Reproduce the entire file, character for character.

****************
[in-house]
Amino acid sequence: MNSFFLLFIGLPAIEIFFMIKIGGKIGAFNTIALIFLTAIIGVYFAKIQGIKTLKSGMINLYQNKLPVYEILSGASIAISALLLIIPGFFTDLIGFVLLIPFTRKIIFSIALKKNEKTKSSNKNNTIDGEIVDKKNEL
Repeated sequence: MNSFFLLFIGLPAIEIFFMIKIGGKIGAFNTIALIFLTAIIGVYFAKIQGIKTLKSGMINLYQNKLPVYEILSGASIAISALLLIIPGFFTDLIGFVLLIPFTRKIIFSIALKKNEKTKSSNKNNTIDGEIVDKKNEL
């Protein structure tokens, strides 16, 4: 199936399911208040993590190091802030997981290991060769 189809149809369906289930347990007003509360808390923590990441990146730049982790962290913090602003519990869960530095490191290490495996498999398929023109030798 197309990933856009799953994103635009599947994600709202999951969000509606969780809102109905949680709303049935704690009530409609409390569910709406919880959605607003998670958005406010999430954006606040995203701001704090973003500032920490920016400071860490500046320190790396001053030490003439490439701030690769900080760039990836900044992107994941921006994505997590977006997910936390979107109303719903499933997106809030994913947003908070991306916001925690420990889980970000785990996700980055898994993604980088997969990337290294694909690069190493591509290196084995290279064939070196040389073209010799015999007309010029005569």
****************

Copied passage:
[in-house]
Amino acid sequence: MNSFFLLFIGLPAIEIFFMIKIGGKIGAFNTIALIFLTAIIGVYFAKIQGIKTLKSGMINLYQNKLPVYEILSGASIAISALLLIIPGFFTDLIGFVLLIPFTRKIIFSIALKKNEKTKSSNKNNTIDGEIVDKKNEL
Repeated sequence: MNSFFLLFIGLPAIEIFFMIKIGGKIGAFNTIALIFLTAIIGVYFAKIQGIKTLKSGMINLYQNKLPVYEILSGASIAISALLLIIPGFFTDLIGFVLLIPFTRKIIFSIALKKNEKTKSSNKNNTIDGEIVDKKNEL
């Protein structure tokens, strides 16, 4: 199936399911208040993590190091802030997981290991060769 189809149809369906289930347990007003509360808390923590990441990146730049982790962290913090602003519990869960530095490191290490495996498999398929023109030798 197309990933856009799953994103635009599947994600709202999951969000509606969780809102109905949680709303049935704690009530409609409390569910709406919880959605607003998670958005406010999430954006606040995203701001704090973003500032920490920016400071860490500046320190790396001053030490003439490439701030690769900080760039990836900044992107994941921006994505997590977006997910936390979107109303719903499933997106809030994913947003908070991306916001925690420990889980970000785990996700980055898994993604980088997969990337290294694909690069190493591509290196084995290279064939070196040389073209010799015999007309010029005569």